Powerlessness is a word that sends shudders through our body and soul. We are taught to strive for power. Jesus himself said, I give you Power. We love and crave to be powerful.
I’m used to having power in my life. I’m used to being independent and, to a large degree having control. I travel around the country. I preach before hundreds weekly. I air television and radio programs that reach out to thousands. My books are being read by many. Power, power, power. Control. Independence. These are states of being we all strive for.
One of the hardest thing an elderly person has to deal with is having their driver’s license taken away. When this occurs, there is loss of independence and control and power that they will not get back. You don’t have to be old to taste being human. An accident, operation, traffic or even a simple golf game will put you in touch with being human. We simply can’t have things totally our way on earth. Sooner or later we must admit our humanness and inability to be all powerful. Paul the apostle gave us the jolting insight that in our weakness, we actually find new strength.
This wisdom rings true in the 12 Step program. The first step towards recovery is to admit that your life is unmanageable and that you are powerless to change it. Once you have a grasp of your lack of control and inabilities, then change can occur. Powerlessness brings us face to face with our own humanity and true condition. We are often so used to having power that me miss who we really are beneath all the flurry of activity, goals and stuff of everyday.
I am used to being in control of my schedule, talks, and overall life. I drive, fly, walk and go where I pretty much want to go. I do things for myself. I pride myself in being able to not only accomplish things, but do them better than most. Since my knee surgery everything has come to a grinding halt. I live with a 93 year old priest who now walks faster than I. I cannot drive. I cannot travel and preach. With difficulty I lie in bed and get up in the morning. My body is full of medications. I’m even having trouble having bowel movements.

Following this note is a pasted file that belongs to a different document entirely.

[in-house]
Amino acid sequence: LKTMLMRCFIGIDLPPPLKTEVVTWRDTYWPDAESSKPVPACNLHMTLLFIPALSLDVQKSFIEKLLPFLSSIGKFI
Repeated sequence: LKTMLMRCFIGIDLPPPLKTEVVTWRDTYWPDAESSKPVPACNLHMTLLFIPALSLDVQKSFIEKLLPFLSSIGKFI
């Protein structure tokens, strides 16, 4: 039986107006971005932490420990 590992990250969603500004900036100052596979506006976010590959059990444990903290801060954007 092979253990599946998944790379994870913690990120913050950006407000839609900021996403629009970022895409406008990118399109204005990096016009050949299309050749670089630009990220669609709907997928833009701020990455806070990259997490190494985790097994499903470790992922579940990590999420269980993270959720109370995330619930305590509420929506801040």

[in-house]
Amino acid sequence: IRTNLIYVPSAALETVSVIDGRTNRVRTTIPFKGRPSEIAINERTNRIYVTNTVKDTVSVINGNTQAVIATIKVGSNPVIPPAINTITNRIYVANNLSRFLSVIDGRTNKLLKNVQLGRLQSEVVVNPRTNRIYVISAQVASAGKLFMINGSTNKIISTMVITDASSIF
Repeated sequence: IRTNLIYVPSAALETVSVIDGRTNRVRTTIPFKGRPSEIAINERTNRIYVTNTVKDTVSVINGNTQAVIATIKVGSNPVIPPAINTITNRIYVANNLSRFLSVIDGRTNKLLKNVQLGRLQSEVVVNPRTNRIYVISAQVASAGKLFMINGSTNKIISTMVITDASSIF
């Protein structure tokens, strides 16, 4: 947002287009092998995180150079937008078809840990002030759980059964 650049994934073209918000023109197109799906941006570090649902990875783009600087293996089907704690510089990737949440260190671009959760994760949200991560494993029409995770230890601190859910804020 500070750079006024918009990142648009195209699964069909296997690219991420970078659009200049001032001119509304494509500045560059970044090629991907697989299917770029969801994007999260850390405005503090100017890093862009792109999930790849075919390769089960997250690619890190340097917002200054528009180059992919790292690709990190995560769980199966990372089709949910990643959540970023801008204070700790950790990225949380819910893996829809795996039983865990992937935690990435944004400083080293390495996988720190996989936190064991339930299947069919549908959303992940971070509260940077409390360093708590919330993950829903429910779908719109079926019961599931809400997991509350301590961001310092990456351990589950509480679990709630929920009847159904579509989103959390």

It was at this point that a young man named Ignatius prayed, “Take Lord receive, all my liberty…” He prayed this from a hospital room and God heard his prayer. Ignatius would change and become the founder of the Jesuits and a saint in the Catholic Church.
Through my difficulties, I have come to realize yet again that all is gift. Never, ever take anything for granted. As the song goes, “You don’t know what you’ve got until it is gone.” Also, simple prayer comes easier now. I don’t have to slow down, I’m already slow. All I have to do is turn my focus to the transcendent. It seems so much closer now.
It is very difficult for me to ask others to do things for me. Now I am in the position to ask for a banana from the table, or ask for a glass of water or have someone clean up after me when I eat. Simple things like moving from one room to the next become taxing and perplexing. My inability to do the ordinary is very humbling, but very real. While I realize this condition is temporary, it is still, for however long, fact.
My powerlessness also makes me grateful for what I do have. I long to get my past power back. Somehow I am able to stand outside myself, see my life, and feel an overwhelming sense of gratitude. Also, powerlessness brings a great susceptibility and openness. I am able to receive. Humility at its core comes from the word “humus.” Humus soil is that which is rich and receives the seed easily. When I was 18 and in need of forgiveness, it was my inability to forgive myself and ease the self-tormenting guilt that led to my receiving a great touch from God. Now, I find surrendering so much easier. “A broken and contrite heart you will not spurn.” Wild horses can only be ridden when they are broken. In order for the alabaster jar to spread the fragrance, it must be broken.
We too must be broken of thinking we are in control. We are not. Everyone one of us must come to terms with our mortality. Also, we must see where we are taking things for granted. It is easy to become jaded and assume everything we have is our right. Powerlessness can make us open and susceptible to the one who has all control and power, God. Paul said, “it is when I am weak that I am strong.” Those in recovery would say “Amen” to Paul’s statement. The “weakness” that led to recovery becomes the strength that is ongoing sobriety and personal change.
Powerlessness is uncomfortable but lies beneath the surface of every life. No matter who we are or what season of life we are in, our vulnerability and humanity is there. Take a moment and think about your inabilities and sufferings and even your own death. Don’t be afraid of your powerlessness, embrace it. Our human inabilities, so called weaknesses and brokenness can lead to more. In my case, my illness is teaching me who I really am. I am a person in need of grace. I am dependent on God above all things. I am grateful, surrendered and susceptible.
God has a way working through the events of our lives. God is faithful and utterly dependable. What new realities do you discover from your weaknesses? Being human, mortal and not in control is frowned upon in our culture. Yet, for those of us in touch, powerlessness is a way of truth. Don’t be afraid of your powerlessness, embrace it. “For when we are weak, then we are strong.” (2 Cor. 12:10)